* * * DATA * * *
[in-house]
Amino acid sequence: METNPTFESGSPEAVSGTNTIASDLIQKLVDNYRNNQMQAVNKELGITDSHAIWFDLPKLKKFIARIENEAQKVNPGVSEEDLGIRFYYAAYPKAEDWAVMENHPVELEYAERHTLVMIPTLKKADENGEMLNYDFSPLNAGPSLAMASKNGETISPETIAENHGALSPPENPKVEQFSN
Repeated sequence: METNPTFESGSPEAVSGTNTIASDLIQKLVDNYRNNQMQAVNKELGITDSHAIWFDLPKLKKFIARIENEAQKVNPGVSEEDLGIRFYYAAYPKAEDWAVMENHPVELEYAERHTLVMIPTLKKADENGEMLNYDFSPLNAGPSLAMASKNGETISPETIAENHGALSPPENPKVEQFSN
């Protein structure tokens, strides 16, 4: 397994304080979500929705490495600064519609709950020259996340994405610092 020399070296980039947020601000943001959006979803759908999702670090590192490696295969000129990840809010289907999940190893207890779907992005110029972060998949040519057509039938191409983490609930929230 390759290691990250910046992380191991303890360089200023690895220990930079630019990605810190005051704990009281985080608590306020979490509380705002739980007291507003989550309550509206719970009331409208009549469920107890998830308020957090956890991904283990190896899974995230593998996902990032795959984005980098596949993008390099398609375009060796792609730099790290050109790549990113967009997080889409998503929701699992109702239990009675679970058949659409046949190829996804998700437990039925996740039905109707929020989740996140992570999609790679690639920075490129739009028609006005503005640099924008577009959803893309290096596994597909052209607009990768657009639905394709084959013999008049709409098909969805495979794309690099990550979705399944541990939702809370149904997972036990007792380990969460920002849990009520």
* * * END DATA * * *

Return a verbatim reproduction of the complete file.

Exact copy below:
[in-house]
Amino acid sequence: METNPTFESGSPEAVSGTNTIASDLIQKLVDNYRNNQMQAVNKELGITDSHAIWFDLPKLKKFIARIENEAQKVNPGVSEEDLGIRFYYAAYPKAEDWAVMENHPVELEYAERHTLVMIPTLKKADENGEMLNYDFSPLNAGPSLAMASKNGETISPETIAENHGALSPPENPKVEQFSN
Repeated sequence: METNPTFESGSPEAVSGTNTIASDLIQKLVDNYRNNQMQAVNKELGITDSHAIWFDLPKLKKFIARIENEAQKVNPGVSEEDLGIRFYYAAYPKAEDWAVMENHPVELEYAERHTLVMIPTLKKADENGEMLNYDFSPLNAGPSLAMASKNGETISPETIAENHGALSPPENPKVEQFSN
């Protein structure tokens, strides 16, 4: 397994304080979500929705490495600064519609709950020259996340994405610092 020399070296980039947020601000943001959006979803759908999702670090590192490696295969000129990840809010289907999940190893207890779907992005110029972060998949040519057509039938191409983490609930929230 390759290691990250910046992380191991303890360089200023690895220990930079630019990605810190005051704990009281985080608590306020979490509380705002739980007291507003989550309550509206719970009331409208009549469920107890998830308020957090956890991904283990190896899974995230593998996902990032795959984005980098596949993008390099398609375009060796792609730099790290050109790549990113967009997080889409998503929701699992109702239990009675679970058949659409046949190829996804998700437990039925996740039905109707929020989740996140992570999609790679690639920075490129739009028609006005503005640099924008577009959803893309290096596994597909052209607009990768657009639905394709084959013999008049709409098909969805495979794309690099990550979705399944541990939702809370149904997972036990007792380990969460920002849990009520």